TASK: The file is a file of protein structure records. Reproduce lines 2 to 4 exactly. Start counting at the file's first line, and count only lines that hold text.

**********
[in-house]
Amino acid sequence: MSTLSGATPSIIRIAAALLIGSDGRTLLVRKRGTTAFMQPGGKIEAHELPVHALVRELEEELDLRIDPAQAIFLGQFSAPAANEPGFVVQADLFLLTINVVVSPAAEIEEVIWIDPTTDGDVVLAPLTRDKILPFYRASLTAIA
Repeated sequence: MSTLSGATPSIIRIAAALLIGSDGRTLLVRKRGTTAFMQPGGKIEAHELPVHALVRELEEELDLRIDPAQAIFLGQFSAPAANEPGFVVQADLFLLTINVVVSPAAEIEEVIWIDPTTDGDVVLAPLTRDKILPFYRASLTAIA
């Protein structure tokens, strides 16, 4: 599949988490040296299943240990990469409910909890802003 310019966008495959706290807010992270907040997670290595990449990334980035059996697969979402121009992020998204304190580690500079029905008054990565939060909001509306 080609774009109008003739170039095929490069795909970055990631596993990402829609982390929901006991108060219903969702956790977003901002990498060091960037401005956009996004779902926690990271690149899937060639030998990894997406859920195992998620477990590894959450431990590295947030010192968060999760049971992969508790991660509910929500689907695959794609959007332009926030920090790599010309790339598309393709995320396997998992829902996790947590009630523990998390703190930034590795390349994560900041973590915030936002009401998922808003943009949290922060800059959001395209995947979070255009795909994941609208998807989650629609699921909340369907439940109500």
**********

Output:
Amino acid sequence: MSTLSGATPSIIRIAAALLIGSDGRTLLVRKRGTTAFMQPGGKIEAHELPVHALVRELEEELDLRIDPAQAIFLGQFSAPAANEPGFVVQADLFLLTINVVVSPAAEIEEVIWIDPTTDGDVVLAPLTRDKILPFYRASLTAIA
Repeated sequence: MSTLSGATPSIIRIAAALLIGSDGRTLLVRKRGTTAFMQPGGKIEAHELPVHALVRELEEELDLRIDPAQAIFLGQFSAPAANEPGFVVQADLFLLTINVVVSPAAEIEEVIWIDPTTDGDVVLAPLTRDKILPFYRASLTAIA
């Protein structure tokens, strides 16, 4: 599949988490040296299943240990990469409910909890802003 310019966008495959706290807010992270907040997670290595990449990334980035059996697969979402121009992020998204304190580690500079029905008054990565939060909001509306 080609774009109008003739170039095929490069795909970055990631596993990402829609982390929901006991108060219903969702956790977003901002990498060091960037401005956009996004779902926690990271690149899937060639030998990894997406859920195992998620477990590894959450431990590295947030010192968060999760049971992969508790991660509910929500689907695959794609959007332009926030920090790599010309790339598309393709995320396997998992829902996790947590009630523990998390703190930034590795390349994560900041973590915030936002009401998922808003943009949290922060800059959001395209995947979070255009795909994941609208998807989650629609699921909340369907439940109500």